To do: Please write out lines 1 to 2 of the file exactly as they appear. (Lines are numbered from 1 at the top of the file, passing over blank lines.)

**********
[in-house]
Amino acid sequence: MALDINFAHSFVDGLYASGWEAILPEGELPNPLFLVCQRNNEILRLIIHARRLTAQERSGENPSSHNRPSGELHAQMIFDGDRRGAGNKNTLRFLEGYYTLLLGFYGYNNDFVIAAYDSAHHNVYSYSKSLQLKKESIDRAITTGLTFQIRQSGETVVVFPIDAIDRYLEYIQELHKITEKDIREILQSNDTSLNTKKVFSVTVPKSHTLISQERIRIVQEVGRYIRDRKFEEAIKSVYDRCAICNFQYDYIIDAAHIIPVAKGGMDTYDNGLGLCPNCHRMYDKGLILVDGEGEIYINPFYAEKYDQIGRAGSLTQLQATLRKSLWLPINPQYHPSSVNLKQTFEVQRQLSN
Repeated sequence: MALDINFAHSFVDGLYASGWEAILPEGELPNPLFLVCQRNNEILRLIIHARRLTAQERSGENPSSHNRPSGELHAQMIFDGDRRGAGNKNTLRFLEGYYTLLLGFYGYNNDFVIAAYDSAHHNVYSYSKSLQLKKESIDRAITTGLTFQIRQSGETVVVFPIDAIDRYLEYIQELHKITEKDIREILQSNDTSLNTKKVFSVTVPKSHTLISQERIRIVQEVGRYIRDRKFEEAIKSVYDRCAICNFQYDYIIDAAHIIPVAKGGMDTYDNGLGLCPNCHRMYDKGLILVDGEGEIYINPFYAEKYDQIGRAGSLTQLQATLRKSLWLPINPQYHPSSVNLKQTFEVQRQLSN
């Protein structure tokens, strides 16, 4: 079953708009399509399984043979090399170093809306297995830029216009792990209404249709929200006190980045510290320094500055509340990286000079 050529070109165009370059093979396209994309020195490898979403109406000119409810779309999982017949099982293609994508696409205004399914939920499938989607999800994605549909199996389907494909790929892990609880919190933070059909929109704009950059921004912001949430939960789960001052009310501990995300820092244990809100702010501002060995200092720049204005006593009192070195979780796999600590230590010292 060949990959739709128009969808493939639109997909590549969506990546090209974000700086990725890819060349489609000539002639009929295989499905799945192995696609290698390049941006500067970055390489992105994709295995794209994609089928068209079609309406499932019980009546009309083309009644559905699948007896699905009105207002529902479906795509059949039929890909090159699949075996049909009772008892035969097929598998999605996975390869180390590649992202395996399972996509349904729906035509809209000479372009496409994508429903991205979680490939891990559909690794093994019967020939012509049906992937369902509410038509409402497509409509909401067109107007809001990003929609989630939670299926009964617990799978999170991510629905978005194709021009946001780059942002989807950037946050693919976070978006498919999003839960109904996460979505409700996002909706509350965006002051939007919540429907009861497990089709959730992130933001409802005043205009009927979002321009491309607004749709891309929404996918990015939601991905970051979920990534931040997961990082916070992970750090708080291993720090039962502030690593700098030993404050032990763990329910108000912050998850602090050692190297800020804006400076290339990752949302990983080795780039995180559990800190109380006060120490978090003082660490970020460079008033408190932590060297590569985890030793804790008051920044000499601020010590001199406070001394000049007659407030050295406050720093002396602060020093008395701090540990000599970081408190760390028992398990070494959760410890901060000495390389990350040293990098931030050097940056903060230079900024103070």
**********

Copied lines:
[in-house]
Amino acid sequence: MALDINFAHSFVDGLYASGWEAILPEGELPNPLFLVCQRNNEILRLIIHARRLTAQERSGENPSSHNRPSGELHAQMIFDGDRRGAGNKNTLRFLEGYYTLLLGFYGYNNDFVIAAYDSAHHNVYSYSKSLQLKKESIDRAITTGLTFQIRQSGETVVVFPIDAIDRYLEYIQELHKITEKDIREILQSNDTSLNTKKVFSVTVPKSHTLISQERIRIVQEVGRYIRDRKFEEAIKSVYDRCAICNFQYDYIIDAAHIIPVAKGGMDTYDNGLGLCPNCHRMYDKGLILVDGEGEIYINPFYAEKYDQIGRAGSLTQLQATLRKSLWLPINPQYHPSSVNLKQTFEVQRQLSN